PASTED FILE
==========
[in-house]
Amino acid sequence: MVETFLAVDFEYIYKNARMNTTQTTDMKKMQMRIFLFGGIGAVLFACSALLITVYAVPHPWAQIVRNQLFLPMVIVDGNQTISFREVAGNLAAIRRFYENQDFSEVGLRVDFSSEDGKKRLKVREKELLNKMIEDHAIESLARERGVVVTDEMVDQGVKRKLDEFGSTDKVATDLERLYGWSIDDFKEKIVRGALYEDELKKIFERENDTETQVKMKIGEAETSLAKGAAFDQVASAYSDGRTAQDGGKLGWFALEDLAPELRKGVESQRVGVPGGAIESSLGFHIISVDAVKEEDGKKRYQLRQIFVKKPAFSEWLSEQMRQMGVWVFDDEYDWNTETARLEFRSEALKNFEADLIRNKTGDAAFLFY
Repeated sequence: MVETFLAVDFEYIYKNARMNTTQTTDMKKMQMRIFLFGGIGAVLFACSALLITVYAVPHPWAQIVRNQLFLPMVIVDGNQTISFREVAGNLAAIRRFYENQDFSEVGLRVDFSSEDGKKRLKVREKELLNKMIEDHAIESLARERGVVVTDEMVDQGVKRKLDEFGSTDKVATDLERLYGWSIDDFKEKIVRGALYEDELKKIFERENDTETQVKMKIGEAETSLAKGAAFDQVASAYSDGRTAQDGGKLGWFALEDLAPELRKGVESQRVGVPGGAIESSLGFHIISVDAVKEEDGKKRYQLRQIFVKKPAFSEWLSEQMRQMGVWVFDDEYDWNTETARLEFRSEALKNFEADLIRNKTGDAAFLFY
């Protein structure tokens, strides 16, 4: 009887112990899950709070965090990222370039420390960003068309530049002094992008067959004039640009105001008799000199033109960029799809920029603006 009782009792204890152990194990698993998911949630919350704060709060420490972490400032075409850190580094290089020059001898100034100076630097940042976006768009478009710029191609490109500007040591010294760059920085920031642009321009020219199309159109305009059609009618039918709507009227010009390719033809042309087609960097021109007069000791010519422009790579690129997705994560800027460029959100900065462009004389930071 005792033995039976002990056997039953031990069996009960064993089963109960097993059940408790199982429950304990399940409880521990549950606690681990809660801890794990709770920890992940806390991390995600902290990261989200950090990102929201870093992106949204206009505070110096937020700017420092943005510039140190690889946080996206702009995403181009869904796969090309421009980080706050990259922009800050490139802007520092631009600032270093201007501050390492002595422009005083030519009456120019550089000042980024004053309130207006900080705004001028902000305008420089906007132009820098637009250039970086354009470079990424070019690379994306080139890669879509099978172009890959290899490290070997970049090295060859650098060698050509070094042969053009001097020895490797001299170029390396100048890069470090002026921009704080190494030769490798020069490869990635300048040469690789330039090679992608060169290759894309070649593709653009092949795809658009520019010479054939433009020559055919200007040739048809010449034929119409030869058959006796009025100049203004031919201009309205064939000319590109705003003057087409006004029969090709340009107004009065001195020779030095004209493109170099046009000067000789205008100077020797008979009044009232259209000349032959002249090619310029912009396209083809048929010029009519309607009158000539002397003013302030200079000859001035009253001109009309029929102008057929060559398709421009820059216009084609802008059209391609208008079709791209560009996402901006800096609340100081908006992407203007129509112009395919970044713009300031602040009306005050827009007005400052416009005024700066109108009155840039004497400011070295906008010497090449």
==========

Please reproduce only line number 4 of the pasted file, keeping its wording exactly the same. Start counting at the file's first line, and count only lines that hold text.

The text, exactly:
């Protein structure tokens, strides 16, 4: 009887112990899950709070965090990222370039420390960003068309530049002094992008067959004039640009105001008799000199033109960029799809920029603006 009782009792204890152990194990698993998911949630919350704060709060420490972490400032075409850190580094290089020059001898100034100076630097940042976006768009478009710029191609490109500007040591010294760059920085920031642009321009020219199309159109305009059609009618039918709507009227010009390719033809042309087609960097021109007069000791010519422009790579690129997705994560800027460029959100900065462009004389930071 005792033995039976002990056997039953031990069996009960064993089963109960097993059940408790199982429950304990399940409880521990549950606690681990809660801890794990709770920890992940806390991390995600902290990261989200950090990102929201870093992106949204206009505070110096937020700017420092943005510039140190690889946080996206702009995403181009869904796969090309421009980080706050990259922009800050490139802007520092631009600032270093201007501050390492002595422009005083030519009456120019550089000042980024004053309130207006900080705004001028902000305008420089906007132009820098637009250039970086354009470079990424070019690379994306080139890669879509099978172009890959290899490290070997970049090295060859650098060698050509070094042969053009001097020895490797001299170029390396100048890069470090002026921009704080190494030769490798020069490869990635300048040469690789330039090679992608060169290759894309070649593709653009092949795809658009520019010479054939433009020559055919200007040739048809010449034929119409030869058959006796009025100049203004031919201009309205064939000319590109705003003057087409006004029969090709340009107004009065001195020779030095004209493109170099046009000067000789205008100077020797008979009044009232259209000349032959002249090619310029912009396209083809048929010029009519309607009158000539002397003013302030200079000859001035009253001109009309029929102008057929060559398709421009820059216009084609802008059209391609208008079709791209560009996402901006800096609340100081908006992407203007129509112009395919970044713009300031602040009306005050827009007005400052416009005024700066109108009155840039004497400011070295906008010497090449």